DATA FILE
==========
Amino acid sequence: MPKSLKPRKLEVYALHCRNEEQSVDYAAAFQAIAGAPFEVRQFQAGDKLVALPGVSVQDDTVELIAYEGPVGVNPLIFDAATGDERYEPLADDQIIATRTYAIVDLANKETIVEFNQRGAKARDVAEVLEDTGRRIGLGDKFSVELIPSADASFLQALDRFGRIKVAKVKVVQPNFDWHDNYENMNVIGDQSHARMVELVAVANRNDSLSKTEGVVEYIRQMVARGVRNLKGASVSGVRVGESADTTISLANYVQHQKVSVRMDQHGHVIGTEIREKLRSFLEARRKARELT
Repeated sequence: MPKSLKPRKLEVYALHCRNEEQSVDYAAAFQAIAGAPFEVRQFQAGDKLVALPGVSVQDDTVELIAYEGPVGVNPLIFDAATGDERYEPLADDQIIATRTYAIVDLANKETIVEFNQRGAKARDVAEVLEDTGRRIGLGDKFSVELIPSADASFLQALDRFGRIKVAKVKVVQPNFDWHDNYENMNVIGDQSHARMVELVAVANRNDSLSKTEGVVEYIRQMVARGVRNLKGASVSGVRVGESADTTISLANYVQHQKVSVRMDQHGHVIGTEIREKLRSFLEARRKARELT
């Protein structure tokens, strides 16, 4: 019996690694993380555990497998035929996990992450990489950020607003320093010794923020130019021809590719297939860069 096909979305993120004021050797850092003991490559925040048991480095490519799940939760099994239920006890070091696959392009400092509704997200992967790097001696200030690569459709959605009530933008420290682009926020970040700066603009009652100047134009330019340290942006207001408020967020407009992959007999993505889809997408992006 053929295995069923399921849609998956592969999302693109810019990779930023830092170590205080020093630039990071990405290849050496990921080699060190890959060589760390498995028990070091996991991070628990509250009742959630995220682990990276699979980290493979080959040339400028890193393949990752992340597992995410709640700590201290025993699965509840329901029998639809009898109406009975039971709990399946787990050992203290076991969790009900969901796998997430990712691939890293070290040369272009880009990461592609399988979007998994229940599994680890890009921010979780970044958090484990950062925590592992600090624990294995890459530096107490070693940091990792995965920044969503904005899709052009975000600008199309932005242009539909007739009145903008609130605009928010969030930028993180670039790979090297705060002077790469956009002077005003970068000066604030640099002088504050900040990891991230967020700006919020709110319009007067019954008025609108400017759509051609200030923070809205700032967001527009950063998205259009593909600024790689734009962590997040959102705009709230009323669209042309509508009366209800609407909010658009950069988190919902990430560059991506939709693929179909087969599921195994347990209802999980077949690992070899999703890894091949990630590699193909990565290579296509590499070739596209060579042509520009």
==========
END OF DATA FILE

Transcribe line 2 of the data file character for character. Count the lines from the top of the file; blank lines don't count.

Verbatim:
Repeated sequence: MPKSLKPRKLEVYALHCRNEEQSVDYAAAFQAIAGAPFEVRQFQAGDKLVALPGVSVQDDTVELIAYEGPVGVNPLIFDAATGDERYEPLADDQIIATRTYAIVDLANKETIVEFNQRGAKARDVAEVLEDTGRRIGLGDKFSVELIPSADASFLQALDRFGRIKVAKVKVVQPNFDWHDNYENMNVIGDQSHARMVELVAVANRNDSLSKTEGVVEYIRQMVARGVRNLKGASVSGVRVGESADTTISLANYVQHQKVSVRMDQHGHVIGTEIREKLRSFLEARRKARELT